A practice and body of knowledge concerned primarily with methods for: recording transactions, keeping financial records, performing internal audits, analyzing and reporting financial information to company management, and advising on taxation matters. It is a systematic process of identifying, recording, measuring, classifying, verifying, summarizing, interpreting and communicating financial information. It reveals profit or loss for a given period, and the value and nature of a firm’s assets, liabilities and owners’ equity.
Accounting provides information on: the resources available to a firm, the means employed to finance those resources, and the results achieved through their use.
A step-by-step process of recording, classifying, analyzing, and summarizing economic transactions of a business.
The accounting equation Assets = Liabilities + Equity is the foundation on which the entire double entry accounting system is based. The assets are the resources that a company has available for its use, such as cash, accounts receivable, fixed assets, and inventory. The liabilities are loans incurred for funding your business, and the equity is monies you have invested in your business or acquired from investors. The accounting equation reflects the balance sheet also know as the statement of financial position of a business at any given time.
An account that keeps track, by date, of vendors that you owe money to and how much you owe them.
An account that keeps track, by date, of customers who owe you money and how much they owe you.
Accrual vs. Cash Basis
Under the accrual basis of accounting, transactions that affect a company’s financial statements are recorded in the period which the events occur, rather than in the periods in which the company receives or pays cash. Under the cash basis of accounting, revenue is recorded only when cash is received, and an expense is recorded only when cash is paid.
Adjusted Trial Balance
A list of the balances of ledger accounts which is created after the preparation of adjusting entries. It contains balances of revenues and expenses as well as assets, liabilities and equities.
Journal entries made at the end of the accounting period to allocate revenue and expenses to the period in which they actually belong. This is done so that the books comply with the accrual basis of accounting.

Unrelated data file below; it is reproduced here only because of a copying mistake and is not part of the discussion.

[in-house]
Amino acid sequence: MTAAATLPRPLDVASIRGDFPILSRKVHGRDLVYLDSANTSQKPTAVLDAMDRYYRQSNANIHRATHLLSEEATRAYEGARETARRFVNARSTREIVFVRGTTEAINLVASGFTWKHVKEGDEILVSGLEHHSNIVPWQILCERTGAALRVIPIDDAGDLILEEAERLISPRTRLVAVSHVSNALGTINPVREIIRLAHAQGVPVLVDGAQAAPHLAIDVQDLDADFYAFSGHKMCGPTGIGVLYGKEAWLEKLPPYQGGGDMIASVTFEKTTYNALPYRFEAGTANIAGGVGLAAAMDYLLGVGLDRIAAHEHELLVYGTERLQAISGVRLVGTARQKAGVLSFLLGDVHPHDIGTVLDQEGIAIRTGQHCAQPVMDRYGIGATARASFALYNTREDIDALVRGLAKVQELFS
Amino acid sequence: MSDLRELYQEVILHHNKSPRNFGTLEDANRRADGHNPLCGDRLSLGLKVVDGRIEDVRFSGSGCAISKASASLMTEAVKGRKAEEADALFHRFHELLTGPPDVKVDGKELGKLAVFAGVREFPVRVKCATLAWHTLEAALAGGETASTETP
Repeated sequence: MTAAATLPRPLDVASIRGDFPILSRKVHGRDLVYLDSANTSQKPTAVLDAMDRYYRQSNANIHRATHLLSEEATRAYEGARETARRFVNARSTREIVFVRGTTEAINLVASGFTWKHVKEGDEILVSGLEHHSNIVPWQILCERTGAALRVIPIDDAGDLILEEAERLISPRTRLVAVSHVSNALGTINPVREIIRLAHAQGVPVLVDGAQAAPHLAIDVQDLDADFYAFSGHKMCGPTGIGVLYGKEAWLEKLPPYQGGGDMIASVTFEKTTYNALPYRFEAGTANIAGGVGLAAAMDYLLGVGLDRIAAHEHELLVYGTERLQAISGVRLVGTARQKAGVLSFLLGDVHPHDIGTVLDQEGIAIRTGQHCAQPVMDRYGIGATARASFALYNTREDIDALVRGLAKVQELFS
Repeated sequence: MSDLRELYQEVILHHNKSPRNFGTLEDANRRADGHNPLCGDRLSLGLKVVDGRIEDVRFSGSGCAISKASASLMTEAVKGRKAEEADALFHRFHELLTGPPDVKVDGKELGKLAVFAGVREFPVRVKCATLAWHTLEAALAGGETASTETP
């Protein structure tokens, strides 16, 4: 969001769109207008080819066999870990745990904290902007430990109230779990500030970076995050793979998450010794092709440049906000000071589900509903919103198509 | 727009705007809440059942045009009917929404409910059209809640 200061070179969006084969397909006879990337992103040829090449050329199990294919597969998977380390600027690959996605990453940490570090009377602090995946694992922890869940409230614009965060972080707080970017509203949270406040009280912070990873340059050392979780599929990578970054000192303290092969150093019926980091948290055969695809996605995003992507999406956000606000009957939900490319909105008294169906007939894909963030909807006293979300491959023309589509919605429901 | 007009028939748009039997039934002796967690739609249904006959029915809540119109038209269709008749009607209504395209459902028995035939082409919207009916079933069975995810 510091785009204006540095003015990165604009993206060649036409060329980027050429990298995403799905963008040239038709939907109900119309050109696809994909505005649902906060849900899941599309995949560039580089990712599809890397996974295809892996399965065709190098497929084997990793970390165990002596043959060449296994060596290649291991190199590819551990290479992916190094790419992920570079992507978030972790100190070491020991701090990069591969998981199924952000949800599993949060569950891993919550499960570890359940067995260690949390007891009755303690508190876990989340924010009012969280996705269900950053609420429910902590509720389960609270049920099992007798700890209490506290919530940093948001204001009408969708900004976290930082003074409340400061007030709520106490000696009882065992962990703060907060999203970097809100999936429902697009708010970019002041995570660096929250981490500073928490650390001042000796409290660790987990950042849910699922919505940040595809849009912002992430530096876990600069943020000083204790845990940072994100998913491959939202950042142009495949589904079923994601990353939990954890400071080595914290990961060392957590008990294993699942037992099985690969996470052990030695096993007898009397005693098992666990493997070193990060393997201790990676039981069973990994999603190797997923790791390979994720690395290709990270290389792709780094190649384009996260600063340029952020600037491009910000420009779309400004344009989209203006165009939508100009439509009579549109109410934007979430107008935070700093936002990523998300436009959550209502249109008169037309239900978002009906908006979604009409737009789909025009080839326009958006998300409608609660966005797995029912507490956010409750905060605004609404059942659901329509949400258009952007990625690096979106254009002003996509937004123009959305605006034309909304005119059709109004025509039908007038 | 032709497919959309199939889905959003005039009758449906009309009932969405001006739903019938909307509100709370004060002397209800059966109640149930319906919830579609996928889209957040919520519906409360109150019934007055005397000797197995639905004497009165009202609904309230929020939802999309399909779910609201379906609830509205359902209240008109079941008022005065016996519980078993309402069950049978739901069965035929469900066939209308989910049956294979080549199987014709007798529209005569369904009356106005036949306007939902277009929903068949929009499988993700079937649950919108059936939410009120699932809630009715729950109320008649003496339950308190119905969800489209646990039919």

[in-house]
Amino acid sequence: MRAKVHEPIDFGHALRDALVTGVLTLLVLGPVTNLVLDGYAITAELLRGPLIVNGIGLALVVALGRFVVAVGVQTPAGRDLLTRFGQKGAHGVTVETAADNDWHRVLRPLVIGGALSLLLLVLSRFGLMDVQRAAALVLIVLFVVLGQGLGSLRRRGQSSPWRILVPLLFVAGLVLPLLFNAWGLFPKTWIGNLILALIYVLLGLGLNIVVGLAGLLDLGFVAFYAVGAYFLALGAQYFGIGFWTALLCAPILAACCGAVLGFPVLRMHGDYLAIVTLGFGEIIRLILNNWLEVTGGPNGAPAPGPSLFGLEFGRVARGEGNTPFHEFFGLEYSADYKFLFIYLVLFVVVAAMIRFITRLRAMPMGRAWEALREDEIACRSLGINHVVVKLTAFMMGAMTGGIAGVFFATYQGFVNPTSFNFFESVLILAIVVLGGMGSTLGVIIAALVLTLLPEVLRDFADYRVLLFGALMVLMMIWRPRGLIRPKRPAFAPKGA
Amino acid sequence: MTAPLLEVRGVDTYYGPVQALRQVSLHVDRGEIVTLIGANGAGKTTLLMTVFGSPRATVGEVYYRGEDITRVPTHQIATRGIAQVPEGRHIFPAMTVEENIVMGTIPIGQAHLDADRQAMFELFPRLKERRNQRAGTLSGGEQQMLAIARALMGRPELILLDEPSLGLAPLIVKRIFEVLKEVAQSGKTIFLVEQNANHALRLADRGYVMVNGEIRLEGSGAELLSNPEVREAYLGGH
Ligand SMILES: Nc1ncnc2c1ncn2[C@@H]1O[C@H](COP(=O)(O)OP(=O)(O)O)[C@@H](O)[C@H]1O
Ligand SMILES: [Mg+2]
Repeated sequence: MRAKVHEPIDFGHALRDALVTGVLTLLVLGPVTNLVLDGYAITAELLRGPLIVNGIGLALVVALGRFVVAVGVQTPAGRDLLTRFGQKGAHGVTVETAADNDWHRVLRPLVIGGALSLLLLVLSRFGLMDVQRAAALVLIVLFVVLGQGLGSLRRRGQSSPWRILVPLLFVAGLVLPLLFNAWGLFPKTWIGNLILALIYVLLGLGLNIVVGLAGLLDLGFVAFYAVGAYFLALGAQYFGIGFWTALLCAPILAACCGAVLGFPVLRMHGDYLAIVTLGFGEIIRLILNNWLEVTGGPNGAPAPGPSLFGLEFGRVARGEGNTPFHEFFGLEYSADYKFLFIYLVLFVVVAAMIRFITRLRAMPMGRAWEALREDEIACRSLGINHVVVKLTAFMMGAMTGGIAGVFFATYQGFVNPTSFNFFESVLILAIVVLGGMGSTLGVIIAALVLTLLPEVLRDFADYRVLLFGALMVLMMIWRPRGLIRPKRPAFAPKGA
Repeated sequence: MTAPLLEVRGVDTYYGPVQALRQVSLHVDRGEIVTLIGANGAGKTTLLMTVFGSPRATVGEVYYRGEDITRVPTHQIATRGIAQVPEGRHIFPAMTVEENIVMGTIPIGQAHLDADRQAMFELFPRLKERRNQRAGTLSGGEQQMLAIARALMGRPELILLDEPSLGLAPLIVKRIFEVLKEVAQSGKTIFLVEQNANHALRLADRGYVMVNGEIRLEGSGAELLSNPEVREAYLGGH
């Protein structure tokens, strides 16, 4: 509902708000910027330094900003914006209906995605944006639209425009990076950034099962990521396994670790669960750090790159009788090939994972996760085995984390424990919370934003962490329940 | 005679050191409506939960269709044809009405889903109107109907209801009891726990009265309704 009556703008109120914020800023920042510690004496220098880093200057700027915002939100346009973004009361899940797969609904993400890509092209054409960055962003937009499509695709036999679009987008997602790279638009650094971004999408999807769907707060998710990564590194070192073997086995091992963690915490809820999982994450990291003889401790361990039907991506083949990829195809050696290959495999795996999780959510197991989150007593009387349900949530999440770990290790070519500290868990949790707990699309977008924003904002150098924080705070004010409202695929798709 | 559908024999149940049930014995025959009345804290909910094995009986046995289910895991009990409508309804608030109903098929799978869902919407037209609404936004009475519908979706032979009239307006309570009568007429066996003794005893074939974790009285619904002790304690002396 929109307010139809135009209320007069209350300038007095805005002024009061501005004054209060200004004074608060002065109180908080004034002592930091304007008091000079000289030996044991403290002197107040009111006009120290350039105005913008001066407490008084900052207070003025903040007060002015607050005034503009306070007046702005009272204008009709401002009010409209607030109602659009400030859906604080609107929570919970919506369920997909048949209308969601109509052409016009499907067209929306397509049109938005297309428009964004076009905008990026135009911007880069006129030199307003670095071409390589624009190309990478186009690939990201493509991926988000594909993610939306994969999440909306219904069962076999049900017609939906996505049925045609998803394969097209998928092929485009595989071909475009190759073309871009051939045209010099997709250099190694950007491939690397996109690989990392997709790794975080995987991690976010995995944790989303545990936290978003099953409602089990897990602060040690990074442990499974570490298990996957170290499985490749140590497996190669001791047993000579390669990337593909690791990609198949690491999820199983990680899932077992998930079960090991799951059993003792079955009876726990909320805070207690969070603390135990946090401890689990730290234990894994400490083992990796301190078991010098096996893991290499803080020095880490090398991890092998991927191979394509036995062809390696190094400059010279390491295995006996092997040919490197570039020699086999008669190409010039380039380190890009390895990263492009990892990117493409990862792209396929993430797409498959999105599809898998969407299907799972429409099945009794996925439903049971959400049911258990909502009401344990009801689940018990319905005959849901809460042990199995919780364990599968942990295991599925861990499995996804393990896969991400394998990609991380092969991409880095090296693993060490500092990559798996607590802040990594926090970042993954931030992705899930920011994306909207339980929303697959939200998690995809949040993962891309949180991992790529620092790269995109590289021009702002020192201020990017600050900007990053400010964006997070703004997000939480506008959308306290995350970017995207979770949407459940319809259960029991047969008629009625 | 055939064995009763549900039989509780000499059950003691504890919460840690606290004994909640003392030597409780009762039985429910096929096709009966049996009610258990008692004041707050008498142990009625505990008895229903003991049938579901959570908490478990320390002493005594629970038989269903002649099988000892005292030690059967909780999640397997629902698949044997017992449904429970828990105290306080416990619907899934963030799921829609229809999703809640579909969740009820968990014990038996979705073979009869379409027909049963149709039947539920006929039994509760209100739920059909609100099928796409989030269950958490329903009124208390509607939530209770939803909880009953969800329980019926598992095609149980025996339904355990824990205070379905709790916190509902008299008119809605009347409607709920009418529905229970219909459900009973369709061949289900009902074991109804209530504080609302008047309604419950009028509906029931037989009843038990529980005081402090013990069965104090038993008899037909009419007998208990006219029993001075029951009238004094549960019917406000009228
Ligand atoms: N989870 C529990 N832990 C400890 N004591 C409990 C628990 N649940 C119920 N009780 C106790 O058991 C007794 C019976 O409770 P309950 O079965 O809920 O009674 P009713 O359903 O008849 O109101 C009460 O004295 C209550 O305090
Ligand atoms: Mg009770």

Method of reducing capital expenses for intangible assets by a fixed amount over a period of time for accounting and tax purposes. It is reflected as a book value in the reduction of an intangible asset on the balance sheet, and as an expense on the income statement. It is also very similar to depreciation – which is used for tangible assets, and to depletion – which is used with natural resources.
Anything of value that a business owns, including cash, accounts receivable, inventory and equipment. Assets are shown in the Balance Sheet.
A debt that is not collectible and therefore worthless to the creditor. It is usually written off as an uncollectible expense after all attempts to recover it has proven futile.
A quantitative summary of a company’s financial condition at a specific point in time, including assets, liabilities and owner’s equity or net worth. It is divided into three (3) main parts: 1) Assets -the first part of a balance sheet showing all the productive assets a company owns, 2) Liabilities – the second part showing all the monies the company owes to creditors, lenders, etc., and 3) Equity – all the monies that the company owners have invested in the business plus/minus its income or loss.
The process by which a bank account balance as shown on the bank’s records is brought into agreement with the balance shown in your checkbook.
Bank accounts should be reconciled monthly.
The value at which an asset is entered in company books and carried on a balance sheet. It is calculated by reducing the cost of an asset by the accumulated depreciation of the asset, amortization, or impairment costs made against the asset.
The process of recording financial transactions in their respective accounts. Bookkeeping can include invoicing, writing checks, bank and credit card reconciliations, payroll, filing of Federal, State and other taxes, and providing financial statements.
The volume of business a company does at which the revenue equals the expenses. At this point a business does not have any profit or loss.
Cash Flow Statement
A summary of the actual or anticipated incomings and outgoings of cash in a firm over an accounting period – month, quarter, year. It answers two (2) questions: 1) Where the money came or will come from?, and 2) Where the money went or will go?